In addition, many letters referenced within the administrative files released were not included. Finally, as mentioned earlier, all the documents are heavily redacted. But on occasion, options regularly redacted were later unredacted, thus giving us a hint of their contents.

But despite what is missing, the FBI’s release of the 134 file in direct response to a specific FOIA request on a particular individual, in this case, specifically “Richard Masato Aoki,” already tips off those knowledgeable with FBI language and protocol that the person in question is an informant. Be aware that 134 files are quite different from those of the Classification 100 Domestic Security files on organizations and individuals that the FBI spied upon.

What do the files tell us?

I’m trying to free your mind, Neo. But I can only show you the door.

You’re the one that has to walk through it.”

--Morpheus, The Matrix

The table below is a synthesis of what can be observed from the A-files. For those wanting to go through the FBI files page by page to draw your own conclusions, go to the Appendix for a reading guide.

OK, ready to get into the synthesis of the A-files?  To download your electronic copy of the FBI files released by CIR on September 7, 2012, go to:

Chronological Stages

We grouped the released files generally chronologically around the quarterly IPRs.  The discussion below is separated into six stages representing the arc of Richard’s changing relationship with the FBI.  However, the precise dates of the various stages may not be exact due to the fact they are based on what is reported from the IPR assessments and designations.

1.      Recruitment (January/February 1961)

2.      Potential Security Informant/ Probation (July 28, 1961 to November 16, 1961)

3.      Security Informant (November 16, 1961 to Mid-1964)

4.      Security Informant with curtailed activities (Mid-1964 to Mid-1968)

5.      Racial Informant with curtailed activities (Mid-1968 to 1976)

6.      Informative Asset to Closure (1976 to October 13, 1977)


Jan/Feb 1961 to July 1961
-Looking for potential informants.
-Seeks out Richard to determine his willingness to serve his country
-Suggests some activities he can go to and report on
-Richard is patriotic, loyal and eager to serve his country
-Starts gathering and reporting intelligence voluntarily
Potential Security Informant July 1961 to Nov 1961
-Keeps in contact with Richard as a potential security informant
-Completes background checks on Richard
-Continues to provide intelligence reports to the FBI, possibly about the SWP/YSA.
Security Informant
Nov 1961 to Mid-1964
-Classifies Richard as a Security Informant November 1961
-Directs Richard’s intelligence activities
-Impressed by the thorough and type written reports submitted
-Pays Richard for the value of the intelligence provided
-Gets more involved with the SWP, YSA, Viet Nam Day Committee, anti-war and other activities
-Provides written intelligence reports to the FBI
-Receives regular payments based on the value of the intelligence he provides to the FBI.
Security Informant curtailed activities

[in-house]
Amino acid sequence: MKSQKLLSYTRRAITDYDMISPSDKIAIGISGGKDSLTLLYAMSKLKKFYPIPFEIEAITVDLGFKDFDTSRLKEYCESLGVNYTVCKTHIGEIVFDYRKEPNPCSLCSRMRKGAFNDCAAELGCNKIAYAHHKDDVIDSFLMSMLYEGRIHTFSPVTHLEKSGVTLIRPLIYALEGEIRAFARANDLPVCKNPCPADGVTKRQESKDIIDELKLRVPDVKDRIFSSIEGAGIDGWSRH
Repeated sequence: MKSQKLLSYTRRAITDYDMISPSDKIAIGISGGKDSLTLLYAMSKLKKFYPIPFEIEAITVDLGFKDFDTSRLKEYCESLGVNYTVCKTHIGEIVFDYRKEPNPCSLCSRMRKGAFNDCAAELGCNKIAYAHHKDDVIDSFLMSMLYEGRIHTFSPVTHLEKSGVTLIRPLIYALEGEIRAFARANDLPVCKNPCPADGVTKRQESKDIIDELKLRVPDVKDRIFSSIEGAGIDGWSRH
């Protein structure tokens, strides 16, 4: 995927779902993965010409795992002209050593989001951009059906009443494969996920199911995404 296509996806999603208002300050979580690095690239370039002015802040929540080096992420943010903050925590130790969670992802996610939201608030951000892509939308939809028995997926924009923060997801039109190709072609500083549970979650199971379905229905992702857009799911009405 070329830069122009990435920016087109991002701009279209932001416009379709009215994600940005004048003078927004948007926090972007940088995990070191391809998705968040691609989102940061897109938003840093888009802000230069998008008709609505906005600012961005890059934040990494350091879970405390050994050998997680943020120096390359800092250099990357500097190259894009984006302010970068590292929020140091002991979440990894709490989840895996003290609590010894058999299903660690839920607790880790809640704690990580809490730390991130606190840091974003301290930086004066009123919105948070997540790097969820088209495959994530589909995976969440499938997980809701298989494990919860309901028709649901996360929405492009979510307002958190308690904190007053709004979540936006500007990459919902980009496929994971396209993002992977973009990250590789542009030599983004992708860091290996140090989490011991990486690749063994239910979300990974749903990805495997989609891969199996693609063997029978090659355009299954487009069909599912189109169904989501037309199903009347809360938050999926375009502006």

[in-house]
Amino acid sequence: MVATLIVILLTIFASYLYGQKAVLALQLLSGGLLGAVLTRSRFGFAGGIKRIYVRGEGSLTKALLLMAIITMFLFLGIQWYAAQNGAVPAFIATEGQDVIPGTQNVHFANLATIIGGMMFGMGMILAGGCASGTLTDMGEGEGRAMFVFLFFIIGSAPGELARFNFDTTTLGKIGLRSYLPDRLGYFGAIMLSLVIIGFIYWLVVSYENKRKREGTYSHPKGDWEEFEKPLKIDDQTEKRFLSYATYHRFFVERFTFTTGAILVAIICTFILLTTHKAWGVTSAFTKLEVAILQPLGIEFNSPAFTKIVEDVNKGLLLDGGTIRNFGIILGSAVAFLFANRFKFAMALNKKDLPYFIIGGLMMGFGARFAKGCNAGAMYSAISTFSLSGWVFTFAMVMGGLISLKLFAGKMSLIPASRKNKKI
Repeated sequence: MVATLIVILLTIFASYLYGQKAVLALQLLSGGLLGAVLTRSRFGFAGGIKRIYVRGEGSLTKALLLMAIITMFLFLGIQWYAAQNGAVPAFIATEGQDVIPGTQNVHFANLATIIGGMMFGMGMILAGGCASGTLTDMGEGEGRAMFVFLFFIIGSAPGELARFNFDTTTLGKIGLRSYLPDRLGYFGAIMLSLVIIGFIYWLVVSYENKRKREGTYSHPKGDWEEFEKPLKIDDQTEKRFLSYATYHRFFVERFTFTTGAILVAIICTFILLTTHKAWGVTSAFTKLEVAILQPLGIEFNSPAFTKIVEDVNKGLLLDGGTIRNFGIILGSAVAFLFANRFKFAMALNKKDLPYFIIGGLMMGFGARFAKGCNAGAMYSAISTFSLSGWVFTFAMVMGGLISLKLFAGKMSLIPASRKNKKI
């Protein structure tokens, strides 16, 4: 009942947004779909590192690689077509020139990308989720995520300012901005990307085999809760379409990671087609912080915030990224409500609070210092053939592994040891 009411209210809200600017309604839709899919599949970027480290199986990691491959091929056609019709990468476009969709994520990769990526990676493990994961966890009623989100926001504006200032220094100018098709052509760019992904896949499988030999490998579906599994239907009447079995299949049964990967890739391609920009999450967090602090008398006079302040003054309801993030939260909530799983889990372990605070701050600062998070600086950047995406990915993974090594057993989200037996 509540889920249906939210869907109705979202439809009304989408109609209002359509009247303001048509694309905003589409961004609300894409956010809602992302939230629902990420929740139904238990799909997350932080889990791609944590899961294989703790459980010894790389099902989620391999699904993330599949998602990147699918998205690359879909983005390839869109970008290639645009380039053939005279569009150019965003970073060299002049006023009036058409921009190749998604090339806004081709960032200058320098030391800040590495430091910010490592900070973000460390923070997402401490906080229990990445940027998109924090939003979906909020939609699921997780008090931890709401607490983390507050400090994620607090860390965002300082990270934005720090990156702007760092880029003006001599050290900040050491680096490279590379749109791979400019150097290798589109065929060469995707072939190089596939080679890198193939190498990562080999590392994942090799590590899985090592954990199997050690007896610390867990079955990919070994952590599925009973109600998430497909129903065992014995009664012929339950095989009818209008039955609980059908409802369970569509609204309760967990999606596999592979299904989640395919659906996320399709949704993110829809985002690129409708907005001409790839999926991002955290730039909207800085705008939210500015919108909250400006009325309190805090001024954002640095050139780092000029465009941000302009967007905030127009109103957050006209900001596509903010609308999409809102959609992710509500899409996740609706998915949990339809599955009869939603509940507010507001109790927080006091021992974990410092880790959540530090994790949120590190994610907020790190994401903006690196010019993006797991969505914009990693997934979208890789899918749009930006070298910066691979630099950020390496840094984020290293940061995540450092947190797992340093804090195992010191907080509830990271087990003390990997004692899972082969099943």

Mid-1964 to Mid-1968
-Struggles to justify maintaining Richard as an informant as his “output” drops
-Curtails Richard’s FBI-related activities due to his heavy school load and full-time work schedule.
-Threadgill assigned to Monterey late 1965; new special agent assigned to handle Richard
-Curtails his FBI-related activities
-Pursues his education and career objectives at Merritt College during the day
-Works evenings full time at California Ink
-tapers off FBI-related activities
-While at Merritt, meets some people whom he immediately relates to given their common experiences growing up in West Oakland and serving in the military. They would become his friends and start influencing his life
-Transfers to UCB to continue his education and career objectives
-Joins the Black Panther Party (BBP) in October/November 1966 –and initiates the Berkeley branch of the BBP.
-Leaves the SWP in February, 1967 over political differences with the “Negro Question”.
Racial Informant with curtailed activities Mid-1968 to 1976
-Handlers continue to struggle to justify maintaining Richard as an informant since his FBI-related activities remains curtailed due to his studies and/or high profile position
-Richard is brought to the attention of high level FBI officials
-Richard’s membership and participation in the BBP, AAPA, TWLF, and Asian Studies in late 1967, 1968, 1969, and 1970 coincides with the FBI need to recruit more racial informants and observe campus student unrest
-Re-classifies Richard to be a racial informant October 1968
--Richard seen as being able to work easily across diverse racial and ethnic groups
-Richard’s positioning is seen as a golden opportunity “to gather unique and valuable intelligence that would not possible without him”
-FBI regularly notes that even after he completes his studies at UCB, his notoriety and high profile position at UCB and North Peralta Community College forces him to be less personally involved.
-His FBI-related activities remains curtailed
-Quits job at California Ink
-Transfers to UC Berkeley, pursues sociology program
-Joins the Asian American Political Alliance (AAPA)
-Meets more people who would become his life-long friends and forever influence his life
-Joins the TWLF and helps lead the strike to establish a TW college
-Assists in building Asian Studies at UCB
-Completes his education and begins his career as a lecturer and program coordinator at Asian American Studies at UCB and Merritt College
-Leaves UCB and goes to North Peralta Community College as a lecturer, teacher, counselor, administrator, and Department Head
Informative Asset / Closure
-Re-classifies Richard to be an “informative asset” in January 1977